It seems every few weeks a new Android OS device is released upon us. Each one is better than the last. With so many to choose from making the decision on which to invest your money and a 2-year contract on gets harder. If you use Verizon Wireless for your carrier then the decision is down to 2 to 3 phones and one of the choices is the Droid RAZR by Motorola.
The Droid RAZR is presently runs the Gingerbread release of Android and boasts plenty of speed to back it up and allow you to run those games while waiting in lines and just wasting time. I’m not talking about Angry Birds. 3D graphics run great on this device. You’ll have plenty of memory as well for those big downloads and installs with 1GB of memory and a 16GB MicroSD card included (upgradeable to 32GB).
Primarily this is a phone. My time spent with the device saw me using it in day-to-day use making and receiving calls, text messaging and email. Sound quality is very good on both ends. I found cell reception to be just above my primary device, the original Motorola Droid. While my original Droid had a signal status of about -95 to -98 in an area that typically has weak reception the RAZR would have a signal of about -91 to -92.
Data speeds on 3G in my area would hover in the 1.0Mbps range but in a 4G area I consistently got 40-45Mbps. Those are speeds that may make you think about dropping your home ISP and opting for a tether plan.
A Speedtest using Verizon Wireless 4G LTE. Speeds in the Nashville area were consistently around 45GBps.
The build quality is very good. This phone is so thin and light that it feels like you may easily drop it. Though I wasn’t about to test it the Gorilla Glass screen and Kevlar back would save it in many typical situations. No worries about a battery cover flying off if you were to drop it as the battery is not removable. Some things have to be sacrificed with a device this thin.
A 1.2GHz Dual Core processor (that’s about 150X the processing power of my first PC!) will power the best games available and give a boost ot all of your apps. Flipping through the screens is amazingly smooth.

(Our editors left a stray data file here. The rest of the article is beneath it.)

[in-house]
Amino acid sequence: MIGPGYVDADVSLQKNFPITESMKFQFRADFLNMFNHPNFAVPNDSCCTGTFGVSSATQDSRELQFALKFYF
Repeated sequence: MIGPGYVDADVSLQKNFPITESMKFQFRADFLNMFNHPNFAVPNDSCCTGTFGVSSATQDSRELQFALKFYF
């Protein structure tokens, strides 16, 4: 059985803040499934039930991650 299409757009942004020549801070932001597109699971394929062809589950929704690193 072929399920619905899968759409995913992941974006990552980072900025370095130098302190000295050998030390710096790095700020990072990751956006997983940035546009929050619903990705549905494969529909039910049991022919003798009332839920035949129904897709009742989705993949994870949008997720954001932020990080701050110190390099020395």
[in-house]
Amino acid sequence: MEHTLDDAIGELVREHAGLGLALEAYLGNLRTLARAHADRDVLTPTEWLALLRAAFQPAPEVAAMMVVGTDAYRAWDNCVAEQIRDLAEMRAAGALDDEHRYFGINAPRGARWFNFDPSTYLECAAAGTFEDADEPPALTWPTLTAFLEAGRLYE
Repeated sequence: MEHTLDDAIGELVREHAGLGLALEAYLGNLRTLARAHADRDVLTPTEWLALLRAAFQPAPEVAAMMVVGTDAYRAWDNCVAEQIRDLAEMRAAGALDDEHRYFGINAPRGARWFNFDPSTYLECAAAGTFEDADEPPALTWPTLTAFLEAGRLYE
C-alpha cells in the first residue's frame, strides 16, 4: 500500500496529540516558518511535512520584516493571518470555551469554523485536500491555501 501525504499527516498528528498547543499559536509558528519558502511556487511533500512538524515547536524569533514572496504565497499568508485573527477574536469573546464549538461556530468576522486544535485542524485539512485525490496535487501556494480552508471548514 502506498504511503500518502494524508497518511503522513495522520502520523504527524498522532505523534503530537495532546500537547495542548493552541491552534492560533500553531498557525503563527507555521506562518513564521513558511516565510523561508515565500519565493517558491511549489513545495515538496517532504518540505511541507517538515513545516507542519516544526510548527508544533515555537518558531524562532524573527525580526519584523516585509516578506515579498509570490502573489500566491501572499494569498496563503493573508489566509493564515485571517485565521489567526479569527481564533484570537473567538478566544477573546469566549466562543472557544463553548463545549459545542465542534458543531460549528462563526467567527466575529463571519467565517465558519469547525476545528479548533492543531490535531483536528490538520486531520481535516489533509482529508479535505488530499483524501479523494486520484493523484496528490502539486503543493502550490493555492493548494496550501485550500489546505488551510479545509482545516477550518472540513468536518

Motorola Droid RAZR Quadrant Score
The screen is crisp and easily readable in sunlight. I kept the brightness at 40% and had no problems reading in bright direct sunlight. The display is Super AMOLED 960×540 with 256 pixels per inch which comes in uder the Samsung Galaxy Nexus which has a 1280×720 display but still the display is excellent. There’s also a micro HDMI port to allow hookup to a monitor though I had no chance to test this feature.
The battery is a 1780mAh cell and the battery life is my only issue with this device. Using the Droid RAZR primarily in an area serviced only by 3G service under moderate use I was only able to get around 8 hours before needing to find a power source to charge. If I watched video or played games that already short time took a serious hit. In a 4G market moderate use was cut down to about 6 hours. Using WiFi as opposed to the 3G radio would gain me about an hour or use.
The Droid RAZR has a 1.3 megapixel front-facing camera that can record video at 720p and an 8 megapixel rear-facing camera capable of 1080p video recording. Video and images were of excellent quality though not the best in low light as expected with the tiny sensors commonplace in smartphone cameras.
The Motorola Droid RAZR is a great device though a bit lacking in the battery department. If you can get by with frequent charging this device will serve you well.